Treatment Description

The surgical procedure was performed in hospital environment with general anesthesia (Propofol 2.5 mg/kg, Cisatracúrio 0.15 mg/kg, and Remifentanil 1.0 mcg/kg) and nasotracheal intubation. Local anesthesia (Lidocaine 2%, 1:200,000) was used to improve vasoconstriction. Antibiotic (Cephalexin 500 mg) and anti-inflammatory (dexamethasone 4 mg) medications were ministered preoperatively. An extraoral incision was performed in the lower anterior region of mandible (Fig. 1), with bone exposition (Fig. 2). A rectangular titanium plate (17-hole reconstruction plate, Ref 926.005) (NEOORTHO, Curitiba, PR, Brazil) previously modeled in a mandible prototype was fixed in the frontal surface of mandible with titanium screws (Ø 2.4×8 mm, Ref 925.002) (NEOORTHO) (Fig. 3).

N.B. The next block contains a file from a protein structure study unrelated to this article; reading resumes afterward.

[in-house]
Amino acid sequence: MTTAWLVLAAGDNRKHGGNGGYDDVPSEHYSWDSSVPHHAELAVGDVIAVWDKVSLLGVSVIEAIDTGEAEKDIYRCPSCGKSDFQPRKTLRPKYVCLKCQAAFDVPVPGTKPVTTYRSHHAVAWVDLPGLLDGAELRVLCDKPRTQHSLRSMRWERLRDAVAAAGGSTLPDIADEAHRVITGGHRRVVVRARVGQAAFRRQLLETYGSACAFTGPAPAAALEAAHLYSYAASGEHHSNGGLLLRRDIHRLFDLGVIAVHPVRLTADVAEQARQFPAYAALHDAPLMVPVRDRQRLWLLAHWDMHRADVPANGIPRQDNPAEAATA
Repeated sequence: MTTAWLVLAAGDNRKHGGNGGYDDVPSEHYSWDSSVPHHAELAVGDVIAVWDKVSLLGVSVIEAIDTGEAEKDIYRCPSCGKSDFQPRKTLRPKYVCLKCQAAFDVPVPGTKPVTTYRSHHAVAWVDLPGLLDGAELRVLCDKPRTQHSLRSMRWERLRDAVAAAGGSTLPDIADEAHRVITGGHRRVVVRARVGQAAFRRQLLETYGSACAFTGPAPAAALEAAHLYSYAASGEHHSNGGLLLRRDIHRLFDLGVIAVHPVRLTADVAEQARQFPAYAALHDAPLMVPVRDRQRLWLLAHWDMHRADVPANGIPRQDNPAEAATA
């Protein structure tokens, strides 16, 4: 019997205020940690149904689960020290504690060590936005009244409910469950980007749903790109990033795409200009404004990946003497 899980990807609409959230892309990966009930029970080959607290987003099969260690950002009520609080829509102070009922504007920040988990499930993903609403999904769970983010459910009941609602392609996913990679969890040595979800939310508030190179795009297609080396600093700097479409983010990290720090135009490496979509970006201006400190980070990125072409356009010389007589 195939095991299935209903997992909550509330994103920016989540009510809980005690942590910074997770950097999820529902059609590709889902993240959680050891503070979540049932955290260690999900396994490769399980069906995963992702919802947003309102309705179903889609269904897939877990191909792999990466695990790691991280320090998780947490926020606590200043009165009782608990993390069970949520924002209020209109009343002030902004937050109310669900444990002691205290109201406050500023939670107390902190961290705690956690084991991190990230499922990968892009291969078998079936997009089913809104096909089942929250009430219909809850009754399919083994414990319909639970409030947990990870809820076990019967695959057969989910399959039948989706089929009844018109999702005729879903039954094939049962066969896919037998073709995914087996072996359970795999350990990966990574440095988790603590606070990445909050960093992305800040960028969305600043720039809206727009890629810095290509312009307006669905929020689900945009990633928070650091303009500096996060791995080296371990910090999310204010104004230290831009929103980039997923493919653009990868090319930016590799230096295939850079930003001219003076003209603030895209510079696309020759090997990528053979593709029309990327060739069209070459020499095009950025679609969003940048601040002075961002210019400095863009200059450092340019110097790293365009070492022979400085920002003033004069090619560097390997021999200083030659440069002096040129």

Figure 1 Local of extraoral incision demarcated. 

Figure 2 Mandible exposed. 

Figure 3 Titanium plate fixation in frontal surface of mandible. 

The implant site preparation and implant placement were performed according to the implant manufacturer’s instructions (Fig. 4). Mini conical abutments were connected to the implants (Fig. 5). In some cases, due to limited mandibular height, guided-bone regeneration was performed, as in the illustrated case. Therefore, deproteinized bovine bone mineral (Bio-oss; Geistlich Pharma) was adapted around the implants and covered with a resorbable membrane (bio-guide; Geistlich Pharma) (Fig. 6). The periosteum was sutured with resorbable and the skin with a nonresorbable suture. The post-surgical medications administered were Cephalexin (500 mg), Nimesulide (100 mg), and Paracetamol (750 mg).

Figure 4 Checking implant inclination during site preparation. 

Figure 5 Implants placed in the region of teeth #44, #42, #32, #34, with respective abutments.